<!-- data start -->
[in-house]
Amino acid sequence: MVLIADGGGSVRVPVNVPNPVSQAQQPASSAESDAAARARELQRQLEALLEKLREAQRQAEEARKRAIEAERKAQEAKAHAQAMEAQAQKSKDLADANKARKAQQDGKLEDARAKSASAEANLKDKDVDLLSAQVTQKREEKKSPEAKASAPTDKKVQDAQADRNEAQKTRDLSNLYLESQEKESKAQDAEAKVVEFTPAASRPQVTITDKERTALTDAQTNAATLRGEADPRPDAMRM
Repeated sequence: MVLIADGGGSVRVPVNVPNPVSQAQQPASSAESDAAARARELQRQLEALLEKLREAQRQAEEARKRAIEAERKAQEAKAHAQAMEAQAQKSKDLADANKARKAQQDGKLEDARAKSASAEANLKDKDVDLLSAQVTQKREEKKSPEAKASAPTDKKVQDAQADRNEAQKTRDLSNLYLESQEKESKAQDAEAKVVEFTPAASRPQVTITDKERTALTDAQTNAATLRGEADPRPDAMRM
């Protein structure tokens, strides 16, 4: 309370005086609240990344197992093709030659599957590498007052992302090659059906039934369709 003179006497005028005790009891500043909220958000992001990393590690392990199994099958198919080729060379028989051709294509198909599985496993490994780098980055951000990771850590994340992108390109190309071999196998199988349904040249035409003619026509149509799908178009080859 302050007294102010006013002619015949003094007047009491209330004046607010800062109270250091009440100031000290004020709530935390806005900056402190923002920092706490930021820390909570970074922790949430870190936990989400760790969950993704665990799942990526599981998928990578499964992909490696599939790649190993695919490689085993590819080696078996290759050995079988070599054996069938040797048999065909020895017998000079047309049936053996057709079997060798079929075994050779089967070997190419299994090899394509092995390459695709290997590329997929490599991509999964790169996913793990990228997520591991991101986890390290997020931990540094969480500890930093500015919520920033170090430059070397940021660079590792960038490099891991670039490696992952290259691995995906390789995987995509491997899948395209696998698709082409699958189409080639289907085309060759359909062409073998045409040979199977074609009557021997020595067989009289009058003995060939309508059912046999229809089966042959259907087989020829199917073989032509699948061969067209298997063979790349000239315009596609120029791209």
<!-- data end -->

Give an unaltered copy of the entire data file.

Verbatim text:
[in-house]
Amino acid sequence: MVLIADGGGSVRVPVNVPNPVSQAQQPASSAESDAAARARELQRQLEALLEKLREAQRQAEEARKRAIEAERKAQEAKAHAQAMEAQAQKSKDLADANKARKAQQDGKLEDARAKSASAEANLKDKDVDLLSAQVTQKREEKKSPEAKASAPTDKKVQDAQADRNEAQKTRDLSNLYLESQEKESKAQDAEAKVVEFTPAASRPQVTITDKERTALTDAQTNAATLRGEADPRPDAMRM
Repeated sequence: MVLIADGGGSVRVPVNVPNPVSQAQQPASSAESDAAARARELQRQLEALLEKLREAQRQAEEARKRAIEAERKAQEAKAHAQAMEAQAQKSKDLADANKARKAQQDGKLEDARAKSASAEANLKDKDVDLLSAQVTQKREEKKSPEAKASAPTDKKVQDAQADRNEAQKTRDLSNLYLESQEKESKAQDAEAKVVEFTPAASRPQVTITDKERTALTDAQTNAATLRGEADPRPDAMRM
């Protein structure tokens, strides 16, 4: 309370005086609240990344197992093709030659599957590498007052992302090659059906039934369709 003179006497005028005790009891500043909220958000992001990393590690392990199994099958198919080729060379028989051709294509198909599985496993490994780098980055951000990771850590994340992108390109190309071999196998199988349904040249035409003619026509149509799908178009080859 302050007294102010006013002619015949003094007047009491209330004046607010800062109270250091009440100031000290004020709530935390806005900056402190923002920092706490930021820390909570970074922790949430870190936990989400760790969950993704665990799942990526599981998928990578499964992909490696599939790649190993695919490689085993590819080696078996290759050995079988070599054996069938040797048999065909020895017998000079047309049936053996057709079997060798079929075994050779089967070997190419299994090899394509092995390459695709290997590329997929490599991509999964790169996913793990990228997520591991991101986890390290997020931990540094969480500890930093500015919520920033170090430059070397940021660079590792960038490099891991670039490696992952290259691995995906390789995987995509491997899948395209696998698709082409699958189409080639289907085309060759359909062409073998045409040979199977074609009557021997020595067989009289009058003995060939309508059912046999229809089966042959259907087989020829199917073989032509699948061969067209298997063979790349000239315009596609120029791209």